How to start a youth group in your local area

If there are no youth groups in your area you may be able to start your own

Written by spunout


If there are no youth groups in your area you might want to consider starting your own. Although this will be a lot of work, if you are dedicated to starting the group it can be a rewarding experience for both you and other young people in your community. The most straightforward route to set up a youth group is to work with an already established youth organisation or youth worker who will have previous experience. You can set up a youth group completely on your own but this will take a lot more work and organisation. 

Questions to ask yourself before starting a youth group 

If you are thinking of starting a youth group there are some questions you should ask yourself first:

  • What type of group do I want to set up?
  • Are there young people in my area who will be interested in joining the group?
  • Are there adults in my area who will be willing to volunteer in the group?
  • Is there a suitable premises where the group could meet in my local area?
  • Would there be people in my local community willing to support the group such as Gardaí, teachers or parents?
  • Will the group be able to raise enough money to cover things like insurance, equipment, expenses?
  • Are there local youth services near you that could give support, guidance and training?

Starting up a youth group with Foróige/Youth Work Ireland

If you are aged between 12 and 18 and are looking to start a youth group in your local area, you can get in touch with Foróige to discuss what your options are. You can contact your local Foroige Regional Youth Officer and speak to them about how to start a Foroige club in your community, or you can complete this online form. For contact details of your Regional Youth Officer, click here.

Youth Work Ireland are also present nationwide and can help you set up a local youth group. They have regional offices across the country which can support you, and are key people to contact in the early stages of setting up your group. At the moment, Youth Work Ireland have 240 youth clubs.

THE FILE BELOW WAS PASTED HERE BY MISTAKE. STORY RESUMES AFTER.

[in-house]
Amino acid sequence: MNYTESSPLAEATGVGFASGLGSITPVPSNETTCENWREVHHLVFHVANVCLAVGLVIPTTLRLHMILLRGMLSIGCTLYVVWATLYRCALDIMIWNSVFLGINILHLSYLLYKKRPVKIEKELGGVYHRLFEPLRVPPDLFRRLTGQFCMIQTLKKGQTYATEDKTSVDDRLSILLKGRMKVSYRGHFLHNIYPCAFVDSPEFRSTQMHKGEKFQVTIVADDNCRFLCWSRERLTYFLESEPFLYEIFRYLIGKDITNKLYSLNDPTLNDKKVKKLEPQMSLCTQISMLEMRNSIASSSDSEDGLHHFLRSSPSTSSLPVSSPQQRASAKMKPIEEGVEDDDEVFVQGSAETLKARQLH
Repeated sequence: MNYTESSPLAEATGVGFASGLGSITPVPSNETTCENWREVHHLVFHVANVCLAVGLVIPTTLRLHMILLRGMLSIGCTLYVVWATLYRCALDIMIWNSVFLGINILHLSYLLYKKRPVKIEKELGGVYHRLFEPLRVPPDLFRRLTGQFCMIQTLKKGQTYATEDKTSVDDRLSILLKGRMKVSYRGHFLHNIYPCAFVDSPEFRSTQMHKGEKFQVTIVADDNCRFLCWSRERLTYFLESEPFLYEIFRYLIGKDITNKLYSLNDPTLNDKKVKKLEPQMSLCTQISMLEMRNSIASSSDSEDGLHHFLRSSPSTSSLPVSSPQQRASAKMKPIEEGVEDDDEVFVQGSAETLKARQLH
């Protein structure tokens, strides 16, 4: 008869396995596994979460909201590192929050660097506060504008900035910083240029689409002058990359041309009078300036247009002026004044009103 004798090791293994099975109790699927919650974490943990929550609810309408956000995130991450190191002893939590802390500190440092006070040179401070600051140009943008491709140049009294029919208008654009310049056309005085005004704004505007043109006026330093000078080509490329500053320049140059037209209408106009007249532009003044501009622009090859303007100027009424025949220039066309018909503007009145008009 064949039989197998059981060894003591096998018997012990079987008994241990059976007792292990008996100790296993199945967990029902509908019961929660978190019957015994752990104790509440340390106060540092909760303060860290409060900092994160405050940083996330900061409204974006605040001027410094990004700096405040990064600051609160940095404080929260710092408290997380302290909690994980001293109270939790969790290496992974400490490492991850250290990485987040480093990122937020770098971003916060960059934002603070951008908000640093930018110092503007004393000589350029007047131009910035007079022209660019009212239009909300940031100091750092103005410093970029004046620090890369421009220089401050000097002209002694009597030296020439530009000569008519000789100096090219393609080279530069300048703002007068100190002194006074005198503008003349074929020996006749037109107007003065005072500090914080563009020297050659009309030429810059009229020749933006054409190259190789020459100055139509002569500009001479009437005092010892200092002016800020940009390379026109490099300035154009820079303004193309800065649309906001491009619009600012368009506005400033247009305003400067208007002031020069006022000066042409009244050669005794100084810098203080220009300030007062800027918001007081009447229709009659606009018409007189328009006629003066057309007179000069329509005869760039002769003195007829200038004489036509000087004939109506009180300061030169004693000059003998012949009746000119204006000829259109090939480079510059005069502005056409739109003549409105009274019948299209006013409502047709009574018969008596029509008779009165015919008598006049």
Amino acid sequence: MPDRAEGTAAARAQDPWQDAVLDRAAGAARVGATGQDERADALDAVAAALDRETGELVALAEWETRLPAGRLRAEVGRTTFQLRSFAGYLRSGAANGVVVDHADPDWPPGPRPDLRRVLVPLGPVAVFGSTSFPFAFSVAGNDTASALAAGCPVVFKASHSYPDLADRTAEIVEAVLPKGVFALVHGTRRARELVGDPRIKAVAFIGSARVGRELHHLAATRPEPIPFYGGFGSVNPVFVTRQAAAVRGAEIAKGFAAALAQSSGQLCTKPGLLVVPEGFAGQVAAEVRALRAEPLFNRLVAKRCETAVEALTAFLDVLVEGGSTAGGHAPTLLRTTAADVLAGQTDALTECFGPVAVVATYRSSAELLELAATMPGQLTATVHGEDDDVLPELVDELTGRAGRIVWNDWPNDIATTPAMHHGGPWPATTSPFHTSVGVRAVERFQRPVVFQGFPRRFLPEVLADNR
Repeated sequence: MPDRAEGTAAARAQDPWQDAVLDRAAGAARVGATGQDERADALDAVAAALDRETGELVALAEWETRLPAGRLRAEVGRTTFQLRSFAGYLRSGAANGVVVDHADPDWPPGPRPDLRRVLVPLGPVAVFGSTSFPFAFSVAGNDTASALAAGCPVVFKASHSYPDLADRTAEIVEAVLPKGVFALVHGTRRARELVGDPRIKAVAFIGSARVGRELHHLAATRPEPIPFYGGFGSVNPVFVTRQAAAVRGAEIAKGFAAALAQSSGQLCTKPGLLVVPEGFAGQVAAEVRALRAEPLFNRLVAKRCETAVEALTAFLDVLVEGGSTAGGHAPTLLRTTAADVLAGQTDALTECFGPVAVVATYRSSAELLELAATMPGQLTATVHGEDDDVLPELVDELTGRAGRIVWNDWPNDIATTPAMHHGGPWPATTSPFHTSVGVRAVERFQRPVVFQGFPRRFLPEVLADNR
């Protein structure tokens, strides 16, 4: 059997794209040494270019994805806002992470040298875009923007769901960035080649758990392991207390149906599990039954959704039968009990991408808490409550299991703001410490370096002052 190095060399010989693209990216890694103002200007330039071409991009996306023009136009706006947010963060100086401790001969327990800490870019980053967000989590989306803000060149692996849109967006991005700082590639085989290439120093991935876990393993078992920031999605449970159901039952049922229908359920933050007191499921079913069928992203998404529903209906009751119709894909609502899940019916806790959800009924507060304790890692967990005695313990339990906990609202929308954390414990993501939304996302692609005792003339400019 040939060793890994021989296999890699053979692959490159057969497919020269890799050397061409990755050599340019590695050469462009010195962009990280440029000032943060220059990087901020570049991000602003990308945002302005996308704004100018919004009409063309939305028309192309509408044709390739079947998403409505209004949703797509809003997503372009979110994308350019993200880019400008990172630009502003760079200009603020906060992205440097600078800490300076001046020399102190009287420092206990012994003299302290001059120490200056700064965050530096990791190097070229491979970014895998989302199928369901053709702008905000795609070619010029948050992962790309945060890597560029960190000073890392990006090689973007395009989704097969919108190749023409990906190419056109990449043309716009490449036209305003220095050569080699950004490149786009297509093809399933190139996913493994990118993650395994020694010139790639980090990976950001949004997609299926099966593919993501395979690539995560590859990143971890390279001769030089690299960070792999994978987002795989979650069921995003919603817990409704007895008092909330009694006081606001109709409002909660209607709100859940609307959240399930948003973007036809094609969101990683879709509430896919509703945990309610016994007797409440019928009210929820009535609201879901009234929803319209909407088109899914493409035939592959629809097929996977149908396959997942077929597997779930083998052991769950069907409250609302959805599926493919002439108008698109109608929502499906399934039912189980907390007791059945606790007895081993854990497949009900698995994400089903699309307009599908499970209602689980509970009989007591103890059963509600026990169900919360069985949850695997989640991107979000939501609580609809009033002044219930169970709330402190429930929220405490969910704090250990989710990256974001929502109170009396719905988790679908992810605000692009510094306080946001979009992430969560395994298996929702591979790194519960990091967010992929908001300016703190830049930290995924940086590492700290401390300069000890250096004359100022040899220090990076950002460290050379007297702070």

Setting up a youth group at your school

If you are looking to start a club or youth group, a good place to start is at your school. Speak to your guidance counsellor about your ideas and what you are hoping to achieve. It is important that you have the idea for the group clearly planned so will be able to show your counsellor why there is a need for this group in your school. You may also need money to be able to get your group up and running, so also come with ideas about how you could fundraise money for the group. The more planned out you have the idea and the more determined you are to put it into action will stand to you.

Setting up your own youth group in your community 

Setting up your own independent group is a lengthy process, but can be very rewarding. If you are determined to set up your own group, there are several steps you need to follow. You should start by asking yourself a couple of questions – for example, are there enough potential members? Are there enough volunteers to help run the group or are there any other clubs of this kind in the surrounding areas?

Once you want to go ahead with your plans, there are a few things that need to be decided:

Club structure